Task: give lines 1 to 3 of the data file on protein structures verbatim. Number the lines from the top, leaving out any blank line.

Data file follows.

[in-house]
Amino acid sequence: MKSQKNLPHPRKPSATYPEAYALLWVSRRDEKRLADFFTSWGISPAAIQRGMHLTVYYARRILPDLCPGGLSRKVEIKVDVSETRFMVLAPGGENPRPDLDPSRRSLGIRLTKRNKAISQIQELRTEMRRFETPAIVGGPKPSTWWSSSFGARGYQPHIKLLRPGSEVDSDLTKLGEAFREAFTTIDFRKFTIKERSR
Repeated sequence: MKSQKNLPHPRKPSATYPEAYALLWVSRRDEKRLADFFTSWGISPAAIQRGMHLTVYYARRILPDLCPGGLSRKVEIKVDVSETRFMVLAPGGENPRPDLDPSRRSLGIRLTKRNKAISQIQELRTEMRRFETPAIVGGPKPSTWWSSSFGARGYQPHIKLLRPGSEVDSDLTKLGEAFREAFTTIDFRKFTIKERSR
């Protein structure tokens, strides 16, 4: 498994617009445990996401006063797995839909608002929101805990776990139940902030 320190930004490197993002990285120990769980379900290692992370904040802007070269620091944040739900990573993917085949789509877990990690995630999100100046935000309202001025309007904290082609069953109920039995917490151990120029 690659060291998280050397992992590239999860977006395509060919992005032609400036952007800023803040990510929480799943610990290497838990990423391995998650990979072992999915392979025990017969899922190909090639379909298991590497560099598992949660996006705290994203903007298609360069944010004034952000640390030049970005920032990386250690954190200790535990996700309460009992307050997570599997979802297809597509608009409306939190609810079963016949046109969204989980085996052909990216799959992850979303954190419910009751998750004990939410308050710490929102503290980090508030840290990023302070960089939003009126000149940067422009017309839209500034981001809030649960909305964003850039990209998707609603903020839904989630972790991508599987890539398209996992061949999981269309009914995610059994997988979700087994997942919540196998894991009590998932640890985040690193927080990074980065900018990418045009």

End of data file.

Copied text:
[in-house]
Amino acid sequence: MKSQKNLPHPRKPSATYPEAYALLWVSRRDEKRLADFFTSWGISPAAIQRGMHLTVYYARRILPDLCPGGLSRKVEIKVDVSETRFMVLAPGGENPRPDLDPSRRSLGIRLTKRNKAISQIQELRTEMRRFETPAIVGGPKPSTWWSSSFGARGYQPHIKLLRPGSEVDSDLTKLGEAFREAFTTIDFRKFTIKERSR
Repeated sequence: MKSQKNLPHPRKPSATYPEAYALLWVSRRDEKRLADFFTSWGISPAAIQRGMHLTVYYARRILPDLCPGGLSRKVEIKVDVSETRFMVLAPGGENPRPDLDPSRRSLGIRLTKRNKAISQIQELRTEMRRFETPAIVGGPKPSTWWSSSFGARGYQPHIKLLRPGSEVDSDLTKLGEAFREAFTTIDFRKFTIKERSR